I’m not sure how I feel about this. I hope that doesn’t make me sound a grouch. It’s a mean cutlass, though. And it’s proof positive Sardine is being read, to say the least.
I’d wrapped the next Sardine, on which Guibert flies solo (no Sfar), a few weeks ago. Always a pleasure to see what puns can be smuggled across the language border. Got called in today for an emergency on-site translation of a last-second substitute story. This is about as exciting as the profession gets, folks—frantic editors and a sense of mission! Felt grateful I wasn’t halfway around the world—just in Jersey. On the way into Manhattan, the train stalled twenty minutes for a drawbridge. This was a first. All around me, people shuffled papers, shifted briefcases, sighed, texted, left messages, ruffled their hair so they’d arrive, I suppose, looking frustrated in explanation for their lateness. Across the aisle, a girl bet her grandfather that the Amtrak stopped beside us would get to go first.
“See, I told you,” she said when it pulled away. I shared a smile with the old man.
Money makes the world go round.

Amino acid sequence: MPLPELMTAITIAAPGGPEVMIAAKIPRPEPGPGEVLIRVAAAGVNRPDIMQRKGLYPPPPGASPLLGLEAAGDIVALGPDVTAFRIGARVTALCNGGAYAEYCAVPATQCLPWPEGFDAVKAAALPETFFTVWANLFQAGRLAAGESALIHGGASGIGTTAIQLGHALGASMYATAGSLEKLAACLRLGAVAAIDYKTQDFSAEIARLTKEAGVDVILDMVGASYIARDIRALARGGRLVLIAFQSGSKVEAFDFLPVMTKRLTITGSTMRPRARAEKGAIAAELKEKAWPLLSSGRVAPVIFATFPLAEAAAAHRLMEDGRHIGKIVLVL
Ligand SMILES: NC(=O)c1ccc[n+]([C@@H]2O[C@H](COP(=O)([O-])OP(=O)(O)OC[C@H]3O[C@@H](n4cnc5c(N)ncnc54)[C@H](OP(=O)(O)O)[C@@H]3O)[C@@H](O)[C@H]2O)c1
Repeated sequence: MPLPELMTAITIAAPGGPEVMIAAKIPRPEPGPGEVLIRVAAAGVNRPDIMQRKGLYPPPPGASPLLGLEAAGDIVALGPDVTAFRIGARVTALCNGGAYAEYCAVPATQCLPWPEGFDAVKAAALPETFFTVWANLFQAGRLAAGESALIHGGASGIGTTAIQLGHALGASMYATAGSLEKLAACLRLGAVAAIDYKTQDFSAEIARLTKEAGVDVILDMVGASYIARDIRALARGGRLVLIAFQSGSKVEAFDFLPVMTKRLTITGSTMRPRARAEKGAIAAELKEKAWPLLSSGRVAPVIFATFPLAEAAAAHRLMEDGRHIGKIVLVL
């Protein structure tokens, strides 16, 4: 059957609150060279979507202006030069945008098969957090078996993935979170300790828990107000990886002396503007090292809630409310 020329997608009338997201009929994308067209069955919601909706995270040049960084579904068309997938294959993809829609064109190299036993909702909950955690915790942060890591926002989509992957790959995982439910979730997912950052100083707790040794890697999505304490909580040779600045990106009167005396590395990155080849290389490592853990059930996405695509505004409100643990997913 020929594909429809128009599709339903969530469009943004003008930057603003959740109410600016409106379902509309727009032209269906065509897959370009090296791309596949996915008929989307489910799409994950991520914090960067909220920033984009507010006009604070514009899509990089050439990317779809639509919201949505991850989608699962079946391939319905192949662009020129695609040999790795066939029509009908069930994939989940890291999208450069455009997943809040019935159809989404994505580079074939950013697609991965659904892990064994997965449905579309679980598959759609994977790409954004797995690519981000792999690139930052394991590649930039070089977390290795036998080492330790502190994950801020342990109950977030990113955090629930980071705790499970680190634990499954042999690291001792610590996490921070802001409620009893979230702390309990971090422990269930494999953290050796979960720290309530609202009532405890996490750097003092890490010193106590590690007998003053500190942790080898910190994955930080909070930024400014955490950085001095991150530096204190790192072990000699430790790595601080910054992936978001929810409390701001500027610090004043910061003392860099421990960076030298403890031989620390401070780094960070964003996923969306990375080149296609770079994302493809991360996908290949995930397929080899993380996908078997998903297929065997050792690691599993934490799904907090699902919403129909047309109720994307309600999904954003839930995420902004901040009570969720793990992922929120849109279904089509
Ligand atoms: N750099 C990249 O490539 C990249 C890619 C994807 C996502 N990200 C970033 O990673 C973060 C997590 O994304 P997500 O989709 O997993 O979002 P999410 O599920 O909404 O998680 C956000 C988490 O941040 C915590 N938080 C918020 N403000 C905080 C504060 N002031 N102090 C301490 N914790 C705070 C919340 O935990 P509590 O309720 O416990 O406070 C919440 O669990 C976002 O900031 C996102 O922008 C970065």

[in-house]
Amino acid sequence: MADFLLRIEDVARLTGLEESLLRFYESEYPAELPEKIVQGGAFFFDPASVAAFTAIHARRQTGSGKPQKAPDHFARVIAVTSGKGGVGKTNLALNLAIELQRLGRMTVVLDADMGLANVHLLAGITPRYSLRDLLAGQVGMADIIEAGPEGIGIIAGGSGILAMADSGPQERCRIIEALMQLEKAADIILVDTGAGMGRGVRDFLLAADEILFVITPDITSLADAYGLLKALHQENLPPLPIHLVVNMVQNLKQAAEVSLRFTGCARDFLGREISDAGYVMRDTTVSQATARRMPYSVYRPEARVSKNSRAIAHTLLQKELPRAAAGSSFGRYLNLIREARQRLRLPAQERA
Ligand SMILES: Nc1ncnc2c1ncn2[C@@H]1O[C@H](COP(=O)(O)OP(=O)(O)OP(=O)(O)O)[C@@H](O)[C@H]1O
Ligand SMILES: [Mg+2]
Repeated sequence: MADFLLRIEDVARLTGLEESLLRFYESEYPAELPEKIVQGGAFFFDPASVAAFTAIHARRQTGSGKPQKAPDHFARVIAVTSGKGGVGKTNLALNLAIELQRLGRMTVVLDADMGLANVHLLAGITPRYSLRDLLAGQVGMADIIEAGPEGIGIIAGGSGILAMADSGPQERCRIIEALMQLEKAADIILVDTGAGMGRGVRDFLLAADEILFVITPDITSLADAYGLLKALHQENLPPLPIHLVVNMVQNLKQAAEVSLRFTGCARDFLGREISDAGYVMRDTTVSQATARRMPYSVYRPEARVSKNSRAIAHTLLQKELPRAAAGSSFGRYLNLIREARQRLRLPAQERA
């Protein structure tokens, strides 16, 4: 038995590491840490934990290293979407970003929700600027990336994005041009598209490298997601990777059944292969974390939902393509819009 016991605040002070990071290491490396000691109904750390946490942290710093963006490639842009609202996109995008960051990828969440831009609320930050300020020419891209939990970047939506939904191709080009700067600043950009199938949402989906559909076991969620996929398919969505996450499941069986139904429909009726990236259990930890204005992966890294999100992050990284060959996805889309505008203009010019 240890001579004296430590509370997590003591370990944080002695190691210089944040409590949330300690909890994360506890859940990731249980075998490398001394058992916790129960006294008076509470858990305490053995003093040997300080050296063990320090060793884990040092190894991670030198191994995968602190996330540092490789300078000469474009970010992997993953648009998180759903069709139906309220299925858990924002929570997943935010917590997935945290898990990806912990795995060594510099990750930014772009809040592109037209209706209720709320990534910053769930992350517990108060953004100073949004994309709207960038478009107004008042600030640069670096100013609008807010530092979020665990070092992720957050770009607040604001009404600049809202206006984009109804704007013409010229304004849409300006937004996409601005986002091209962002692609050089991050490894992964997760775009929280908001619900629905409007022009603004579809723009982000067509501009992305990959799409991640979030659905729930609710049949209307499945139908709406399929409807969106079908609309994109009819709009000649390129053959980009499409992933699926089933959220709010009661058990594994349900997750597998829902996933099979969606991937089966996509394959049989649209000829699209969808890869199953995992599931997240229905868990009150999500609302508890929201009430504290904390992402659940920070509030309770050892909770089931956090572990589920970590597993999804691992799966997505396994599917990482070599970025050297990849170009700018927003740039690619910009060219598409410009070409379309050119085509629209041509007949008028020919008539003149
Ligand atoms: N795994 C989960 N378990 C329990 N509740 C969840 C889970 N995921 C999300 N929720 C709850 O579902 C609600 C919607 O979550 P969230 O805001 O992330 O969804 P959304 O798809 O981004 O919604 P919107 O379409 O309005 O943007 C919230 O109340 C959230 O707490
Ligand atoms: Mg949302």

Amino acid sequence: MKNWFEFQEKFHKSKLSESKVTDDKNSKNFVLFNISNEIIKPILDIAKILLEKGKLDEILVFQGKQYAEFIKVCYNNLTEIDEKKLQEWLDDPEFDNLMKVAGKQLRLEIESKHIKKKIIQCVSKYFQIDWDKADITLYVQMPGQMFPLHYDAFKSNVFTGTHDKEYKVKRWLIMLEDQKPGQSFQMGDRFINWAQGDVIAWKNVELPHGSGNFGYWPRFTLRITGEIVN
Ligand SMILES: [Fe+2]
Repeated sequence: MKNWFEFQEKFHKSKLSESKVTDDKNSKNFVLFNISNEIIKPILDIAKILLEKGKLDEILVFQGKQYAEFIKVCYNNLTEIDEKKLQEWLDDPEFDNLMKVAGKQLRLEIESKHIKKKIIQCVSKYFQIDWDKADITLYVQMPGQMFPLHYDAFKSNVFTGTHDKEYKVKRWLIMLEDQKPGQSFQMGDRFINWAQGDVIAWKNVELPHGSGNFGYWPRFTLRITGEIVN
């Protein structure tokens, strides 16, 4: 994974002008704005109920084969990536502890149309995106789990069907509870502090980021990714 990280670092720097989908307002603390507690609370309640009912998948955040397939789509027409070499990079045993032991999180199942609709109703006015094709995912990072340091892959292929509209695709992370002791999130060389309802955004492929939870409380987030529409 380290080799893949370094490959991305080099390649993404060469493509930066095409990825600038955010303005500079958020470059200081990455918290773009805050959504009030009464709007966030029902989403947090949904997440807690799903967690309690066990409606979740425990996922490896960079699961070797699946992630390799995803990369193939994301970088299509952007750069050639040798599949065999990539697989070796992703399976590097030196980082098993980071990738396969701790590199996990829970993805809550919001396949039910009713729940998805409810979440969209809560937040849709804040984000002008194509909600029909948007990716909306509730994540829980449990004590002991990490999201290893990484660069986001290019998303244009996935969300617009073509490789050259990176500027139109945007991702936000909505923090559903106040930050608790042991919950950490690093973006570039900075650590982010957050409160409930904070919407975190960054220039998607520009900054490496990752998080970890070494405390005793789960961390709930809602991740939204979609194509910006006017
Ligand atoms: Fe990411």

Those businessmen, borne from Washington to Boston in their blue-striped silver cylinder, with their pricey tickets, stayed with me for much of the day. Do you think that at any given moment there are enough people on Manhattan to repopulate the earth? Too often, on this ark of our fair city sailing for the future, I feel I’ve bought the steerage passage and stand jostled amid hyenas and the hindquarters of ogling giraffes, in the noon thick of herd press at the zebra crossing. The spectacle at hand, Exhibit A, is the geezer in stained jogging suit—rich enough to be called “eccentric” even behind his back—at the wheel of his new Audi. He takes the final seconds of yellow to veer wide across the traffic, cutting us off, and this only reinforces my conviction.